Allan said the CCBH realizes that the suggestions may be more difficult for underprivileged school districts made up of students of color, but he also said that the CCBH is concerned about the risk of COVID-19 to these same schools as their data suggests African-Americans are three times more likely to contract COVID-19 than their white counterparts.

“It’s important to recognize that when schools reconvene with in-person classroom or extracurricular activities we anticipate outbreaks of COVID,” said Allan. He said CCBH’s goal is to reduce risk.

Allan reiterated that these are suggestions and said that the CCBH’s decisions were difficult as we are living in unprecedented times.

He then moved on to discuss the fall flu season saying that CCBH is concerned about influenza and COVID circling in the fall along with other viruses.

He urged people to get the flu vaccine and also for parents to vaccinate their children and make sure they are up to date on other vaccines.

“We’re still in a very critical place in terms of overall trending in Cuyahoga County,” said Allan.

Dr. Heidi Gullett, medical director for CCBH, then shared that the county had 717 new cases this week, which was lower than last week’s 855 cases and lower than the county’s highest week to date, which was the week of July 13, at 919 new cases.

“While this is encouraging that we had fewer new cases this week the month of July has brought every single week with substantial increases in the number of cases over where we had been every week from March through June,” said Gullett. “Our July numbers far exceed anything we could have ever thought would have happened in March through June.”

Gullett said that means there’s a significant amount of spread in the community, meaning people are spreading the virus outside of the hospital from person-to-person. She said that there were seven deaths, but cautioned that death data isn’t always as up to date.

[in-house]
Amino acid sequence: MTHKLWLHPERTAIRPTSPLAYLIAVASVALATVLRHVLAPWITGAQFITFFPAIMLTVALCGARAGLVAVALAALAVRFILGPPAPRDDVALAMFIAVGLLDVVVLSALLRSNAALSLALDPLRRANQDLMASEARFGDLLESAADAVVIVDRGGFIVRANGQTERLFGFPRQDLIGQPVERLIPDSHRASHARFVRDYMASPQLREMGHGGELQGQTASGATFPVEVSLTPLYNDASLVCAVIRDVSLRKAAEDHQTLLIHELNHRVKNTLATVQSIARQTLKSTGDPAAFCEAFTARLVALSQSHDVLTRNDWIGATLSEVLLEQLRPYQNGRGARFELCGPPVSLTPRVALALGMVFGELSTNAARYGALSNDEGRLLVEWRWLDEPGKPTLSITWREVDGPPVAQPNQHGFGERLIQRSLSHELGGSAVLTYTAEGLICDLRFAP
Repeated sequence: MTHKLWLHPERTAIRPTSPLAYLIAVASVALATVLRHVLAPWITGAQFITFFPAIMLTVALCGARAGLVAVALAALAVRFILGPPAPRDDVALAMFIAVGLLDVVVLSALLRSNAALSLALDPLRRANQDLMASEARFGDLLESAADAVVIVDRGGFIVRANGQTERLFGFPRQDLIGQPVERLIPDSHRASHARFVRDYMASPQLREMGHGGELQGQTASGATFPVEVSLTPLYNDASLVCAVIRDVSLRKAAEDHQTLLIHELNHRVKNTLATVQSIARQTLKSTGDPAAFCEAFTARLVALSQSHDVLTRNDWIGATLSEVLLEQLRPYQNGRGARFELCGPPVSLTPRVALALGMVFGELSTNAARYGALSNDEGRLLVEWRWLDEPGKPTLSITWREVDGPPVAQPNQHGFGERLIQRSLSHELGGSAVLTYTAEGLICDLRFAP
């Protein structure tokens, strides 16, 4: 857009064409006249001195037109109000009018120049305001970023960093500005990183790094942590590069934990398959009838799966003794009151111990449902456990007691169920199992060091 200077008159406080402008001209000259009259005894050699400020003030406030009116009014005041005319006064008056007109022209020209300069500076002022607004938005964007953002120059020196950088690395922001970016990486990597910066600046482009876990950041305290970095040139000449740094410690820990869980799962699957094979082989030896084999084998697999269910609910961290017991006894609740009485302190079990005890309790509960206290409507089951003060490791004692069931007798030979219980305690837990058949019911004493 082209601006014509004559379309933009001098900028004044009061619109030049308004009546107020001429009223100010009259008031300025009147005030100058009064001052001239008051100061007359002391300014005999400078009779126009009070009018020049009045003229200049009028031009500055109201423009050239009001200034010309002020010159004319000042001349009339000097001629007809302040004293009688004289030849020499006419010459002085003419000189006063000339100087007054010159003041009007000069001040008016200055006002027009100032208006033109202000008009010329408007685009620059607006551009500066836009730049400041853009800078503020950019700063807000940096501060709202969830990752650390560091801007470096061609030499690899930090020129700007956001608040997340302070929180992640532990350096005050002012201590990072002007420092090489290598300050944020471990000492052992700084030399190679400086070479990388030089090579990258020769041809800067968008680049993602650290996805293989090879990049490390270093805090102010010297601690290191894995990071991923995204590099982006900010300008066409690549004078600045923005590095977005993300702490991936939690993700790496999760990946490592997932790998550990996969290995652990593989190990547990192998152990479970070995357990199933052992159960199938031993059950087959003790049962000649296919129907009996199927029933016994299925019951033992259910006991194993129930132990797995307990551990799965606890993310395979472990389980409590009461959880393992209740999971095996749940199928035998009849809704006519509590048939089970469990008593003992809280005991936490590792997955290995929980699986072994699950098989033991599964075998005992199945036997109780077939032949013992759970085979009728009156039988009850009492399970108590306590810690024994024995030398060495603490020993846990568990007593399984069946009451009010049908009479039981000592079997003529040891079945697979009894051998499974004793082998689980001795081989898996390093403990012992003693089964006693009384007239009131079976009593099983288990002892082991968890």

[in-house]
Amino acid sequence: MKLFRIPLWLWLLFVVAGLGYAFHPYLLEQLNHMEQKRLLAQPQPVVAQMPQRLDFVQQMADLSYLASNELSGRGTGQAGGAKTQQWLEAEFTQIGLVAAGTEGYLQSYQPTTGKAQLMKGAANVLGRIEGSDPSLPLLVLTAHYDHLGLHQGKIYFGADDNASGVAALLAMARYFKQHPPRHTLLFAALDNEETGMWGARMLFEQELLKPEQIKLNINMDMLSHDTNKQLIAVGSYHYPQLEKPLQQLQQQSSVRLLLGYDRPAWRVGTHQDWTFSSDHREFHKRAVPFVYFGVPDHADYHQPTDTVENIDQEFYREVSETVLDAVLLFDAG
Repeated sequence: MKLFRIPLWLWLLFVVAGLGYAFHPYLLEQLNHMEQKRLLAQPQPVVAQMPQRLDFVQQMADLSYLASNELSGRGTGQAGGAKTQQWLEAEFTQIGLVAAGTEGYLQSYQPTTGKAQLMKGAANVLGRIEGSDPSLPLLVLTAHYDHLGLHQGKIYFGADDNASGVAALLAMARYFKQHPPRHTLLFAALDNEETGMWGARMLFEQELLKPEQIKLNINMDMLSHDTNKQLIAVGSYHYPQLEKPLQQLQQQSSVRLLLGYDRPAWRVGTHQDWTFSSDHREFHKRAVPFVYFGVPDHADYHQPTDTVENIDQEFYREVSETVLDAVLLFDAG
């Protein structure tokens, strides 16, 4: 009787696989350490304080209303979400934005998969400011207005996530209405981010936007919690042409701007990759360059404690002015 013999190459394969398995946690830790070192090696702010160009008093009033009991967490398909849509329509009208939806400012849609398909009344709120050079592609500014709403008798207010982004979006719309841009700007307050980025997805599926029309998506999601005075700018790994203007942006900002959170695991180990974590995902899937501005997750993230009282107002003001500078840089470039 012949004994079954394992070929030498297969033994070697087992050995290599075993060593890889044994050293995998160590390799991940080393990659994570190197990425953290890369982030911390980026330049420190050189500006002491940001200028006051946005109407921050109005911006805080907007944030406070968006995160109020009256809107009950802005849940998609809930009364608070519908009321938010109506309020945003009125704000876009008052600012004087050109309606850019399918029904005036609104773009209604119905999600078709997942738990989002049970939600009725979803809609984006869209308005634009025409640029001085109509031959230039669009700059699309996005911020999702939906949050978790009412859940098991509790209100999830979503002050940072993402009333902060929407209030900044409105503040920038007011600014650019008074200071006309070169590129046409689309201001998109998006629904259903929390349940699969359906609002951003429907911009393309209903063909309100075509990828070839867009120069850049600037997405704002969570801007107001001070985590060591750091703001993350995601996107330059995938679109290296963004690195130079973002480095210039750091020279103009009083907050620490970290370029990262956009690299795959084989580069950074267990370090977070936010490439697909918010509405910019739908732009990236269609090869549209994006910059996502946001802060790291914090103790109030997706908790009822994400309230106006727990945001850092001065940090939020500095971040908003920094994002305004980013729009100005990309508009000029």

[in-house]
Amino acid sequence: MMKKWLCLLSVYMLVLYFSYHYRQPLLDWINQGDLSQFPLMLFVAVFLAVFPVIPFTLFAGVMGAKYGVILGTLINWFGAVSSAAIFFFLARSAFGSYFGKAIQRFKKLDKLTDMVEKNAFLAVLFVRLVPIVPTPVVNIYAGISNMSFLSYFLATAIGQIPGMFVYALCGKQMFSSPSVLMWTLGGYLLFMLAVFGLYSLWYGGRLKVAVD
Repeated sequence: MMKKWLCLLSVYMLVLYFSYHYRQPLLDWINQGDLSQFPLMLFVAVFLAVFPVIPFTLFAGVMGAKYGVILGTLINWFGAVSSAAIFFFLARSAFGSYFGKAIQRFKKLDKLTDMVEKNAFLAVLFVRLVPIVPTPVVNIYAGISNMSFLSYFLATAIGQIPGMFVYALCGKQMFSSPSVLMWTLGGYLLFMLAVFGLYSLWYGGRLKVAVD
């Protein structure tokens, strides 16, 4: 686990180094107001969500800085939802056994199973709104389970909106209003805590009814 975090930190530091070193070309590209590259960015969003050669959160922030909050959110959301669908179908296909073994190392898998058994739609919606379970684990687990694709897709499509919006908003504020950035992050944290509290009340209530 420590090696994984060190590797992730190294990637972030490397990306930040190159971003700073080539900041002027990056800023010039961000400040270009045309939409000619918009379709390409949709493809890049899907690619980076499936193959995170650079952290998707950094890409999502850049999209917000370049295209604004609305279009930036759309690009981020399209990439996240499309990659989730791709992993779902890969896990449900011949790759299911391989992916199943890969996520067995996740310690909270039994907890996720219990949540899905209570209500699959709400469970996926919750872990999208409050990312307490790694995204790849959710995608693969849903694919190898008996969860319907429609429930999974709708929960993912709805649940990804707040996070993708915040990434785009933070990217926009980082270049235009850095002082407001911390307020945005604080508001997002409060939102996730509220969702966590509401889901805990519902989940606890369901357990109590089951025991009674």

She said nearly 40 percent of COVID-19 cases in the county are in people ages 20 to 39-years-old.

Black people in Cuyahoga County are being more affected by COVID-19, as Gullett showed a disproportionately high number of Black people contracting the virus and needing hospitalization and/or intensive care unit care.

Gullett said that while people with pre-existing conditions are more susceptible to the virus, everyone can contract it and get very sick or even die without any pre-existing conditions. She then presented the ZIP code map and also talked about the Cuyahoga County hospital utilization beds, showing that about 82 percent of adult hospital beds are in use, about 81 percent of adult ICU beds are in use and about 37 percent of ventilators are in use currently in the county. Allan urged people to remember that the ZIP code map shows where people live within the community not where they contracted the disease, and the color on the map does not denote more or less risk.

Gullet then shared testing data that shows that the percent of positive cases in the county has gone up, and over the month of July the percent positive of cases ranged from 6.5 percent to 9 percent positive which Gullett said, “Reflects the fact that there is spread of COVID-19 happening in our community.” Last week there were just more than 22,000 tests performed by the three hospitals in Cuyahoga County.

She also said that the recommendations the CCBH offers are science based and “these aren’t recommendations that don’t apply to us.” She acknowledged, especially as a parent, that the recommendations are difficult for CCBH staff as well. “We are in them with you as people as parents and as fellow citizens in Northeast Ohio.”

She also urged people to be kind and show gratitude as she acknowledged that these decisions and times are difficult for everyone, “we are only going to get through this together and tearing each other down and being negative is not helpful.”

Responding to a question about sports in schools Allan said that the CCBH stands by its recommendations but also understands that other agencies will do what they think they need to do for their communities.

 “We are trying to make the best decision based on data but we know it’s imperfect in a very imperfect world in a very difficult time,” said Allan.